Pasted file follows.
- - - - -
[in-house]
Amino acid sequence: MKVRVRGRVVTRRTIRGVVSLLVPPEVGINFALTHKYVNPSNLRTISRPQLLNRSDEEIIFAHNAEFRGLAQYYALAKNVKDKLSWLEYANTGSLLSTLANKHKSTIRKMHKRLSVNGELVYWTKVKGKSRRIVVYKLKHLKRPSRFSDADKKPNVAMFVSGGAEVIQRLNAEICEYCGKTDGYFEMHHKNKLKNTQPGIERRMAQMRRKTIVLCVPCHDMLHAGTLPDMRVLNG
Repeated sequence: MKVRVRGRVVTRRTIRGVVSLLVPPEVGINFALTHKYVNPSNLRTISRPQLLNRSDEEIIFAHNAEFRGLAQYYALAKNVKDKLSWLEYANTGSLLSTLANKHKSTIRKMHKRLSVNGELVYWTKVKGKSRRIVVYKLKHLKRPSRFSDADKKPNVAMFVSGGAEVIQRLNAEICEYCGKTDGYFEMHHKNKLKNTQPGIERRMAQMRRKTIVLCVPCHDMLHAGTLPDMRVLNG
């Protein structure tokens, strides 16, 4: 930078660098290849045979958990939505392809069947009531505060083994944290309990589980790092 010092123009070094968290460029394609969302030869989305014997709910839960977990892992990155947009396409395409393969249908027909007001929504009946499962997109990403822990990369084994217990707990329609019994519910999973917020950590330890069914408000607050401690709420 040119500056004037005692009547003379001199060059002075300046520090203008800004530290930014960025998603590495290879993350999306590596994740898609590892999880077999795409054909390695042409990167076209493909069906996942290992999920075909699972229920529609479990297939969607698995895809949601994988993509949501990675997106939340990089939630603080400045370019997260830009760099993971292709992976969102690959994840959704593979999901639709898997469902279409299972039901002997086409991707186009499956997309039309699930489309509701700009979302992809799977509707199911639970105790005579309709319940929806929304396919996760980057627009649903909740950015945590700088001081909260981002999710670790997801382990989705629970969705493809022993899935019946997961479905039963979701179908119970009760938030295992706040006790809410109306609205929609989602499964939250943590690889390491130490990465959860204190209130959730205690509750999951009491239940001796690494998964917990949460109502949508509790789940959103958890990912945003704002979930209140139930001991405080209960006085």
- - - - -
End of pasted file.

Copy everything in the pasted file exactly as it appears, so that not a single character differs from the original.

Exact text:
[in-house]
Amino acid sequence: MKVRVRGRVVTRRTIRGVVSLLVPPEVGINFALTHKYVNPSNLRTISRPQLLNRSDEEIIFAHNAEFRGLAQYYALAKNVKDKLSWLEYANTGSLLSTLANKHKSTIRKMHKRLSVNGELVYWTKVKGKSRRIVVYKLKHLKRPSRFSDADKKPNVAMFVSGGAEVIQRLNAEICEYCGKTDGYFEMHHKNKLKNTQPGIERRMAQMRRKTIVLCVPCHDMLHAGTLPDMRVLNG
Repeated sequence: MKVRVRGRVVTRRTIRGVVSLLVPPEVGINFALTHKYVNPSNLRTISRPQLLNRSDEEIIFAHNAEFRGLAQYYALAKNVKDKLSWLEYANTGSLLSTLANKHKSTIRKMHKRLSVNGELVYWTKVKGKSRRIVVYKLKHLKRPSRFSDADKKPNVAMFVSGGAEVIQRLNAEICEYCGKTDGYFEMHHKNKLKNTQPGIERRMAQMRRKTIVLCVPCHDMLHAGTLPDMRVLNG
């Protein structure tokens, strides 16, 4: 930078660098290849045979958990939505392809069947009531505060083994944290309990589980790092 010092123009070094968290460029394609969302030869989305014997709910839960977990892992990155947009396409395409393969249908027909007001929504009946499962997109990403822990990369084994217990707990329609019994519910999973917020950590330890069914408000607050401690709420 040119500056004037005692009547003379001199060059002075300046520090203008800004530290930014960025998603590495290879993350999306590596994740898609590892999880077999795409054909390695042409990167076209493909069906996942290992999920075909699972229920529609479990297939969607698995895809949601994988993509949501990675997106939340990089939630603080400045370019997260830009760099993971292709992976969102690959994840959704593979999901639709898997469902279409299972039901002997086409991707186009499956997309039309699930489309509701700009979302992809799977509707199911639970105790005579309709319940929806929304396919996760980057627009649903909740950015945590700088001081909260981002999710670790997801382990989705629970969705493809022993899935019946997961479905039963979701179908119970009760938030295992706040006790809410109306609205929609989602499964939250943590690889390491130490990465959860204190209130959730205690509750999951009491239940001796690494998964917990949460109502949508509790789940959103958890990912945003704002979930209140139930001991405080209960006085």